Taking Your Company Public: Dream Or Disaster?

Consider these pros and cons before you decide whether to sell shares to the general public or not.

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Photo: Daisy de Vries, Marketing Professional at Equidam; Source: Courtesy Photo
Photo: Daisy de Vries, Marketing Professional at Equidam; Source: Courtesy Photo

An IPO, Initial Public Offering, is a first sale of stock by a private company to the public. Most companies go public to raise money. This might sound very attractive to small business owners who want to grow their business, but there are some major drawbacks to IPO’s.

Consider these pros and cons before you decide whether to sell shares to the general public or not.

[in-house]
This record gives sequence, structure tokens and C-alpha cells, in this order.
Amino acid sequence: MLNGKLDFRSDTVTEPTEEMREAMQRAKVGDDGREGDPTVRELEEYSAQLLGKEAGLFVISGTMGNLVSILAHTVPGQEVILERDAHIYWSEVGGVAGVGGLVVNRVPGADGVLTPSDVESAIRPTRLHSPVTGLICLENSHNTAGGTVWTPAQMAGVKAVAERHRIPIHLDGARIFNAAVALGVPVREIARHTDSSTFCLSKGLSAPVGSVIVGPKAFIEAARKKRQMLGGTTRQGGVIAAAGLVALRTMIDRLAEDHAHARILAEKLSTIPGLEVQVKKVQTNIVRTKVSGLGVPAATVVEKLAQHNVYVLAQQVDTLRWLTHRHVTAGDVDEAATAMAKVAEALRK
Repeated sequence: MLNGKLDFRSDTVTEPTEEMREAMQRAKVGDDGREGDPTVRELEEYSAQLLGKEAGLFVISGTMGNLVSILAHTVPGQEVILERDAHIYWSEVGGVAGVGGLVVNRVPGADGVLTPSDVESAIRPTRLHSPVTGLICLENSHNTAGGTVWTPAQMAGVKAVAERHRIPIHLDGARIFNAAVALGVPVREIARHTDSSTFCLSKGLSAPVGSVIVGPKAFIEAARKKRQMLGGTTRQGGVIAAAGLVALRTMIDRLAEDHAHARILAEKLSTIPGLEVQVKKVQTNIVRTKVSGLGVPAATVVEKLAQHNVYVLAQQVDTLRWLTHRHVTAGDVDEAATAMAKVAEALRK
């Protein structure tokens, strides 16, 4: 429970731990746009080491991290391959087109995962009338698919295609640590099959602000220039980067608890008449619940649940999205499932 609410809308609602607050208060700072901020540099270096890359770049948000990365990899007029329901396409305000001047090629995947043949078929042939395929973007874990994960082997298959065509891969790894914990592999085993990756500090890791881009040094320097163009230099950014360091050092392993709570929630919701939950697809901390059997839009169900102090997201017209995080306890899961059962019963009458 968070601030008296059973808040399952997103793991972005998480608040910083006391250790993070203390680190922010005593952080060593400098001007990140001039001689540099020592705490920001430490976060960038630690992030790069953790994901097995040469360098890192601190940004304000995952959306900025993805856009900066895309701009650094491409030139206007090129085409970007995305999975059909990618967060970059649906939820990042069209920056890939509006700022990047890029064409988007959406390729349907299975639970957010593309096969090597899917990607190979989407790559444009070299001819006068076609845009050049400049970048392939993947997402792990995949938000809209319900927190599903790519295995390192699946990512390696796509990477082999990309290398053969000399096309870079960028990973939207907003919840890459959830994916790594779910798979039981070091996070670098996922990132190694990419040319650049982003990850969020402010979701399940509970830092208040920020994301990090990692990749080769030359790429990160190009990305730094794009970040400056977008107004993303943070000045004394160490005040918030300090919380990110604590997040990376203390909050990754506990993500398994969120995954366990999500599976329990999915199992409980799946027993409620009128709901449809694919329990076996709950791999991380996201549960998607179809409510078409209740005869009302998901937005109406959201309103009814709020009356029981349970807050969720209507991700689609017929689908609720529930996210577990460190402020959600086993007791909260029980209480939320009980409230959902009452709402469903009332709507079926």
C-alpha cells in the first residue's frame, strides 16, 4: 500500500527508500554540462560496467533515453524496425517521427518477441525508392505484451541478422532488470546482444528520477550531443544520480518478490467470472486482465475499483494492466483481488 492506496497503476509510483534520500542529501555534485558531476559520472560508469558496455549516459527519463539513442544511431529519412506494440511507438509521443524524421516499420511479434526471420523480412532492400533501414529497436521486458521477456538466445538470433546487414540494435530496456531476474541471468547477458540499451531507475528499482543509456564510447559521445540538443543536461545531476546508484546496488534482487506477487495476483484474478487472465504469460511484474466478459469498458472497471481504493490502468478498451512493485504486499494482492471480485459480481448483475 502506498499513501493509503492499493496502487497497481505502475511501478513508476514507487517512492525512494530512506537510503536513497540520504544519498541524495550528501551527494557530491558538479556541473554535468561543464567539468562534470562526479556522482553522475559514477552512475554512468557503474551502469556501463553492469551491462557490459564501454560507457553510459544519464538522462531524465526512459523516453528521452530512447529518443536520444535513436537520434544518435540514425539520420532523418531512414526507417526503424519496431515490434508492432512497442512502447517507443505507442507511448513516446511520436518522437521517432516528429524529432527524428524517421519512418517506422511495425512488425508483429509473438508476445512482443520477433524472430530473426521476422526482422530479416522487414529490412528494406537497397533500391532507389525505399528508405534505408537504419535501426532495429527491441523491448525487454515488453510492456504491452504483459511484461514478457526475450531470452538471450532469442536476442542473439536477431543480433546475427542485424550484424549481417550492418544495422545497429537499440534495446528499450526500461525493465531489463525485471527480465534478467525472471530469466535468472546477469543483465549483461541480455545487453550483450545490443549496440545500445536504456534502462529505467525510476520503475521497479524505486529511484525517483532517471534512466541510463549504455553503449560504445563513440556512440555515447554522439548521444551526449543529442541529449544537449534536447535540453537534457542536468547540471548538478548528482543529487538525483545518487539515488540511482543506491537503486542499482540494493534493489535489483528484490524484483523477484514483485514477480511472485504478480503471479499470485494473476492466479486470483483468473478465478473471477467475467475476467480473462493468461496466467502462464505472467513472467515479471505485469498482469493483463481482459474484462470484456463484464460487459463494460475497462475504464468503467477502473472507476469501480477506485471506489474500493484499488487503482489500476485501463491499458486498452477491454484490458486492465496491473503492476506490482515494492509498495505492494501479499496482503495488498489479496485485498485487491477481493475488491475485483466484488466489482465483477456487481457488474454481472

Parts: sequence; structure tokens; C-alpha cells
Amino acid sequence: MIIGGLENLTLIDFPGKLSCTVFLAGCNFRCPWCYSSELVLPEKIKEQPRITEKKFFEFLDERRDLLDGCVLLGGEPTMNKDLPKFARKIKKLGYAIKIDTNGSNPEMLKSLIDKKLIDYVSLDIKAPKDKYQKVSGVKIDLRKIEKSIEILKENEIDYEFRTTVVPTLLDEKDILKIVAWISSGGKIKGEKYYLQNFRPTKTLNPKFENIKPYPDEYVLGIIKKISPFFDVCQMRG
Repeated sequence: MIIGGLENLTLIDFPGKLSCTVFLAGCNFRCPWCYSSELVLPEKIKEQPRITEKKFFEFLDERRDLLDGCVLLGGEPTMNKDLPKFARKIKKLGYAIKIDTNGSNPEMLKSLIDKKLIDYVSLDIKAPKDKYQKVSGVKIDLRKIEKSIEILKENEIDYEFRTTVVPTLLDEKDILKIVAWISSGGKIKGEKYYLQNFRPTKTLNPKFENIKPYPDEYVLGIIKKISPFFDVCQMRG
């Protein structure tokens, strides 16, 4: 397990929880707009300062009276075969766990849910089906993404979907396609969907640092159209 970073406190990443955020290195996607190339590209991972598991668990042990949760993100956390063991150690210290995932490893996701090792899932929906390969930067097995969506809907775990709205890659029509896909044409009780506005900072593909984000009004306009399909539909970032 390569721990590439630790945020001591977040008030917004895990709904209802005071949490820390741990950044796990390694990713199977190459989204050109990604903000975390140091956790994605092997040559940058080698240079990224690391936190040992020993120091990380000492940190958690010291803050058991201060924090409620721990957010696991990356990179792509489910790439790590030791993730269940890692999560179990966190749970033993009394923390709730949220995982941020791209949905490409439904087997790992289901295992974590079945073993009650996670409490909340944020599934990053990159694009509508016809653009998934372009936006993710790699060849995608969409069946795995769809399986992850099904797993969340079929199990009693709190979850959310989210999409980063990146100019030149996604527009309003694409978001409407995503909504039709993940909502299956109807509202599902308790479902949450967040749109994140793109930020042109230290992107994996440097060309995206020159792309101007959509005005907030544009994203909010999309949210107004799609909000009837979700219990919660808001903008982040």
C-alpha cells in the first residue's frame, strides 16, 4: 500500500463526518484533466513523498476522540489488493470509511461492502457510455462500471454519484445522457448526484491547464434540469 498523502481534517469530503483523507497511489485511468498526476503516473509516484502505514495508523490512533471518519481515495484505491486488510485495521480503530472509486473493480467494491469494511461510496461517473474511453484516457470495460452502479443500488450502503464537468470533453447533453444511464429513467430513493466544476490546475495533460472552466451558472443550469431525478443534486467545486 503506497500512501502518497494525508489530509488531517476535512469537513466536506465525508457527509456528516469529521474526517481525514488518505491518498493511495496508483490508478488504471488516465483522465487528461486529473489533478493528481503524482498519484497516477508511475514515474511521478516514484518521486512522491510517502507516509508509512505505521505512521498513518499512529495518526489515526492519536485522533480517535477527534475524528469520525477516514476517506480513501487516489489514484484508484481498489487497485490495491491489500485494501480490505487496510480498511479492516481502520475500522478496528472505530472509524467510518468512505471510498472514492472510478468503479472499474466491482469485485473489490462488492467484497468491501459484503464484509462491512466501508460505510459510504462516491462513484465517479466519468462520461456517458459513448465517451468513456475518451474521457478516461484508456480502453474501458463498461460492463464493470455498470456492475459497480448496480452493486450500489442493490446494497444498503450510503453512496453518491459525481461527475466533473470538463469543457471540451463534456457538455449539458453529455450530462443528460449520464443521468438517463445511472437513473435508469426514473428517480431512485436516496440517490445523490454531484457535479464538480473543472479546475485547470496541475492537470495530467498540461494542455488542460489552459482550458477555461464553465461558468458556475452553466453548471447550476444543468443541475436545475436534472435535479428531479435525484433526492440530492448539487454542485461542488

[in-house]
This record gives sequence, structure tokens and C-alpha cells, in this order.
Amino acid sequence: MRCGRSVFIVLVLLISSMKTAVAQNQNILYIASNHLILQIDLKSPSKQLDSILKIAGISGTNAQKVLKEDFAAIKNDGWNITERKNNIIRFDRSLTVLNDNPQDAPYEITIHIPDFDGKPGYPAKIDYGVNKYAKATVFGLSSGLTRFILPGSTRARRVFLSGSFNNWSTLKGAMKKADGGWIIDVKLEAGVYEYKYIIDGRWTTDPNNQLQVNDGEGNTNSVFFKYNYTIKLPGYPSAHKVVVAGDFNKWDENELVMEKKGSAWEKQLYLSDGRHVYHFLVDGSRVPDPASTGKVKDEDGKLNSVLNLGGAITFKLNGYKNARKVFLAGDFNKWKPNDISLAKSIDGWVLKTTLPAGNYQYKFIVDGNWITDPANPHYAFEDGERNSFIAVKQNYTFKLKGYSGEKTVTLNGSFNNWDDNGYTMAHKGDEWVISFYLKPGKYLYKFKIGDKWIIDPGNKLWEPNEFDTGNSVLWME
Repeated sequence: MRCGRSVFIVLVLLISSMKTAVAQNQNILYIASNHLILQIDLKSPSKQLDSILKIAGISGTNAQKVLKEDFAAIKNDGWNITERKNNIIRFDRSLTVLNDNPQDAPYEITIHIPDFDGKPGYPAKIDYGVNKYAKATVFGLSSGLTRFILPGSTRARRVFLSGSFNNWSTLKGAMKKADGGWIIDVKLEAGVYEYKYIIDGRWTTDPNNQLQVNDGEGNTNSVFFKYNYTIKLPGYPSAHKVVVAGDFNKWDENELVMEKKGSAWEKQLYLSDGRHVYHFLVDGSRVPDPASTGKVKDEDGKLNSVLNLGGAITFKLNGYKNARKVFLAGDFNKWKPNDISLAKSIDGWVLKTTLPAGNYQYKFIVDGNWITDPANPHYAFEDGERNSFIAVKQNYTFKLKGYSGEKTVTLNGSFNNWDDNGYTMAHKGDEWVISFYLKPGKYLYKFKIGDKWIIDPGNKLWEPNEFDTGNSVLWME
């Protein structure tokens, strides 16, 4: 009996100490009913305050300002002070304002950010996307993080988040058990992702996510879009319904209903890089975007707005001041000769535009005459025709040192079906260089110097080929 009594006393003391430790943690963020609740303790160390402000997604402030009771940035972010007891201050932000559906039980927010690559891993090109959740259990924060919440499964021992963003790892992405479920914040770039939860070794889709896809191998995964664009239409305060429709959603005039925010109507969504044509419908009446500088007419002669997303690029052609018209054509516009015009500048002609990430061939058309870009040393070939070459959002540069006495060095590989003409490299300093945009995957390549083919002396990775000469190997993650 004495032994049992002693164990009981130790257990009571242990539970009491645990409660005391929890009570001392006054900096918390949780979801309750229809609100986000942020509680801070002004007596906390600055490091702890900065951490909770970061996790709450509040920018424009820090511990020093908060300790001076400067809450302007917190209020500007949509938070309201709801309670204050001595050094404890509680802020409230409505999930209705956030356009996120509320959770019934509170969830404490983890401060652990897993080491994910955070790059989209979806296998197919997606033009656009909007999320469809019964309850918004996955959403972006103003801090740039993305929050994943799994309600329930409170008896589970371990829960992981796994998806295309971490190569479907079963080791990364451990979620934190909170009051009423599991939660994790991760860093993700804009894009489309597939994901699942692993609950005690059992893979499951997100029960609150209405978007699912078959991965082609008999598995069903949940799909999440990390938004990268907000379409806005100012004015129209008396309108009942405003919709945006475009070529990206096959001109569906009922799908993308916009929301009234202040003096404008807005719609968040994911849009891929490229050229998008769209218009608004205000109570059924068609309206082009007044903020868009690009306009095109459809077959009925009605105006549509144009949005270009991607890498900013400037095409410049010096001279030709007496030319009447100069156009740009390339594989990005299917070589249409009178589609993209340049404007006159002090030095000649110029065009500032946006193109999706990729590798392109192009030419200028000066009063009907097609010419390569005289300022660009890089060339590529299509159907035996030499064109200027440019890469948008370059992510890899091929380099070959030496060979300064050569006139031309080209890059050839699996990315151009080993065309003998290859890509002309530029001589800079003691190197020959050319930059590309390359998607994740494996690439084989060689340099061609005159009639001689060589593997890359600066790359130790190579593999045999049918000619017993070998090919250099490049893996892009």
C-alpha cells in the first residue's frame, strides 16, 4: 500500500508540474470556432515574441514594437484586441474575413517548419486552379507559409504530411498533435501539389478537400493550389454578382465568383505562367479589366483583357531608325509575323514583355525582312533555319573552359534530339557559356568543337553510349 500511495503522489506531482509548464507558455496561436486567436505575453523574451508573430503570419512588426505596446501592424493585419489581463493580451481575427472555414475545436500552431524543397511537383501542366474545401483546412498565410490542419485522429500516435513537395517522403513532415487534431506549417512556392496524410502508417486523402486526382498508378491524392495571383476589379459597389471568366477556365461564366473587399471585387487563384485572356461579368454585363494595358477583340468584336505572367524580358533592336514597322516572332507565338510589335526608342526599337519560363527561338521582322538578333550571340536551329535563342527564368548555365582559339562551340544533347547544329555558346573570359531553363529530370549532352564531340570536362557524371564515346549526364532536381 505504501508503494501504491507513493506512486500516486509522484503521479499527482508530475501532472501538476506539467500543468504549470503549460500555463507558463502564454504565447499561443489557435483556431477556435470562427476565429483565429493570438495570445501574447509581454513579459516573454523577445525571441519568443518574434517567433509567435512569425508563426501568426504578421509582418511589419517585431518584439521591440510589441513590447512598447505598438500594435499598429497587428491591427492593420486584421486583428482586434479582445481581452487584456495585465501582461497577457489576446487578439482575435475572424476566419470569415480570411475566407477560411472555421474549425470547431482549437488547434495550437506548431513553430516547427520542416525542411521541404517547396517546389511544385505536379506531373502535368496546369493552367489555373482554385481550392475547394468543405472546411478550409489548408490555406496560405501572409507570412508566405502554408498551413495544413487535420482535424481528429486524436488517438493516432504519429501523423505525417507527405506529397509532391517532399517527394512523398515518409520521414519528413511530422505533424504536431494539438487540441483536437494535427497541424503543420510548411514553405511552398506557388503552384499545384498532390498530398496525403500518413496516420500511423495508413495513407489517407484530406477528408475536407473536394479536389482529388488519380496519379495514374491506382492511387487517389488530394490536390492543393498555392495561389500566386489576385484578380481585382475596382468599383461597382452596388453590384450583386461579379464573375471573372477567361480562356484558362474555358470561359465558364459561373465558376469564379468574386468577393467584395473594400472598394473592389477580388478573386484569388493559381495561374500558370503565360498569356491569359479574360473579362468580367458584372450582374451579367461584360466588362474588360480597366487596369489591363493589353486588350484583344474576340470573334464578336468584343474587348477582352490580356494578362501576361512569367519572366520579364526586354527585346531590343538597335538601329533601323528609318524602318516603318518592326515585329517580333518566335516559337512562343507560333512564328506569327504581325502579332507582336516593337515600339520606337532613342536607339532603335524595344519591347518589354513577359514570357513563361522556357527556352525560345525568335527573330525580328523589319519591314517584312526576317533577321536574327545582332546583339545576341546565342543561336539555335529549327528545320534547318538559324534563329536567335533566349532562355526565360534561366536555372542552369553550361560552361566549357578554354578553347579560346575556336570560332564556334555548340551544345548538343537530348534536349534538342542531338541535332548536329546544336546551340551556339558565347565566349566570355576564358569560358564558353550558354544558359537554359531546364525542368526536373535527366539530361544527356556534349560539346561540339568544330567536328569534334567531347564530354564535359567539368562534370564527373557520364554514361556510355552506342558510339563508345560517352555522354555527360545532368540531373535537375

Uncertainty About Stock Prices

Usually, if profits increase, so do stock prices. So, if your business shows stable and slow growth, so will your stock prices, right? Well, it’s hard to forecast how stock prices will react to your business’ results and events on the market. Unstable or flagging stock prices might cause friction within your company, especially when your employees hold shares in your company too.

 

Loss of Control

When issuing shares, you let other people become owners of your company as well, which means you will lose (some of the) control over your company. Your new investors will have a say in your business as well and might grant their wishes while you do not fully agree. Moreover, the possibility exists that if shares fall too low, someone else may buy up enough shares to kick you out.

 

IPO Costs

An IPO costs a lot of time and money. Accountants, bankers, advisers, and lawyers are all needed and they cost money. Since 2002, after a slew of accounting scandals, there is a lot of paperwork that needs to be done before you can go public.

 

Besides the drawbacks, there are also reasons why an IPO can actually help your company to flourish. Here are a few:

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